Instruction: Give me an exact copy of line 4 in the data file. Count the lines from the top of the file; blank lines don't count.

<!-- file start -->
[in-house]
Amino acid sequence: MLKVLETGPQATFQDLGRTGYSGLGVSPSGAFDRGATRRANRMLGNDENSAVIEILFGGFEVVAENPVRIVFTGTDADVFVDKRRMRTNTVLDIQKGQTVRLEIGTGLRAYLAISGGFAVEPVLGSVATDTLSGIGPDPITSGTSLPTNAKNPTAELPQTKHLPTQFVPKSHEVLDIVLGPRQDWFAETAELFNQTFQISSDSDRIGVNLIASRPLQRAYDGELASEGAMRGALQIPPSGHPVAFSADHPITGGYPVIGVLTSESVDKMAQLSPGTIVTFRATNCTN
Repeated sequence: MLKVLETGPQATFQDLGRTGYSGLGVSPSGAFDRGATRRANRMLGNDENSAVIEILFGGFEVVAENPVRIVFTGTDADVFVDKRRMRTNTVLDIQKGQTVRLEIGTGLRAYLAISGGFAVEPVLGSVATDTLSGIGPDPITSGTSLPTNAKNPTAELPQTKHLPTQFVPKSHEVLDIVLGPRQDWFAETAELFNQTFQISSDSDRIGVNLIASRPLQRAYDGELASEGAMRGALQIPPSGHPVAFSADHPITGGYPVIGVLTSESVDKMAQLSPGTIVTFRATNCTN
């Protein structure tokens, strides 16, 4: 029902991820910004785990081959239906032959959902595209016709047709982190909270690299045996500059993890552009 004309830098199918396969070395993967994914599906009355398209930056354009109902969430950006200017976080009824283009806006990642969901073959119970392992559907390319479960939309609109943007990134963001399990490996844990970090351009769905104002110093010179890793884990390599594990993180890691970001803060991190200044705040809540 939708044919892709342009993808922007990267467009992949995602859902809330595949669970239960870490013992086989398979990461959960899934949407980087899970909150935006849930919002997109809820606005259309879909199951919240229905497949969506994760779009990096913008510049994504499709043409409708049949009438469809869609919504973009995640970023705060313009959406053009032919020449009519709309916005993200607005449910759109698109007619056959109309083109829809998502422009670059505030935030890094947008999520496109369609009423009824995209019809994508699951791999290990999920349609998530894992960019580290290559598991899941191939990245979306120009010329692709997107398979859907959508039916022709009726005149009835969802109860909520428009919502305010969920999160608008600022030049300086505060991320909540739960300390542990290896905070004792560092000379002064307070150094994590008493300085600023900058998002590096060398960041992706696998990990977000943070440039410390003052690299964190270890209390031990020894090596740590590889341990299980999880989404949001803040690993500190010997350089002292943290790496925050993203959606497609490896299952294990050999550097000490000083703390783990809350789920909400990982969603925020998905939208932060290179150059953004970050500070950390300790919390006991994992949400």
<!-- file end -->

């Protein structure tokens, strides 16, 4: 029902991820910004785990081959239906032959959902595209016709047709982190909270690299045996500059993890552009 004309830098199918396969070395993967994914599906009355398209930056354009109902969430950006200017976080009824283009806006990642969901073959119970392992559907390319479960939309609109943007990134963001399990490996844990970090351009769905104002110093010179890793884990390599594990993180890691970001803060991190200044705040809540 939708044919892709342009993808922007990267467009992949995602859902809330595949669970239960870490013992086989398979990461959960899934949407980087899970909150935006849930919002997109809820606005259309879909199951919240229905497949969506994760779009990096913008510049994504499709043409409708049949009438469809869609919504973009995640970023705060313009959406053009032919020449009519709309916005993200607005449910759109698109007619056959109309083109829809998502422009670059505030935030890094947008999520496109369609009423009824995209019809994508699951791999290990999920349609998530894992960019580290290559598991899941191939990245979306120009010329692709997107398979859907959508039916022709009726005149009835969802109860909520428009919502305010969920999160608008600022030049300086505060991320909540739960300390542990290896905070004792560092000379002064307070150094994590008493300085600023900058998002590096060398960041992706696998990990977000943070440039410390003052690299964190270890209390031990020894090596740590590889341990299980999880989404949001803040690993500190010997350089002292943290790496925050993203959606497609490896299952294990050999550097000490000083703390783990809350789920909400990982969603925020998905939208932060290179150059953004970050500070950390300790919390006991994992949400």